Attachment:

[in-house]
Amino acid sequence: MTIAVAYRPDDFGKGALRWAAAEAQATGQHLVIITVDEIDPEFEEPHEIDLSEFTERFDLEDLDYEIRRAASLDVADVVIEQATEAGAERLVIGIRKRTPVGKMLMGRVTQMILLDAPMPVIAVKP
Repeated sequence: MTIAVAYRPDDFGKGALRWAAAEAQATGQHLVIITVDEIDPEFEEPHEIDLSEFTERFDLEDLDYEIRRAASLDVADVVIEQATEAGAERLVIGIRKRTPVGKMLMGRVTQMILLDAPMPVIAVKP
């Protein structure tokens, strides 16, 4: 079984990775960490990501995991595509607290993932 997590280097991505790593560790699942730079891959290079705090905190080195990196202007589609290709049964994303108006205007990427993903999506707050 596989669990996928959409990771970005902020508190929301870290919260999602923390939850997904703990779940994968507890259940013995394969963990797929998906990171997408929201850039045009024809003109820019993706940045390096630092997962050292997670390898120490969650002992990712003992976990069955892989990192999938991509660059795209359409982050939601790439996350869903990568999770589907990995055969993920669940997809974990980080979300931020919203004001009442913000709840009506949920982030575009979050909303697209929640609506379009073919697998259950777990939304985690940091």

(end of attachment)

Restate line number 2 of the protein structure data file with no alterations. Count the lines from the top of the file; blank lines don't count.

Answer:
Amino acid sequence: MTIAVAYRPDDFGKGALRWAAAEAQATGQHLVIITVDEIDPEFEEPHEIDLSEFTERFDLEDLDYEIRRAASLDVADVVIEQATEAGAERLVIGIRKRTPVGKMLMGRVTQMILLDAPMPVIAVKP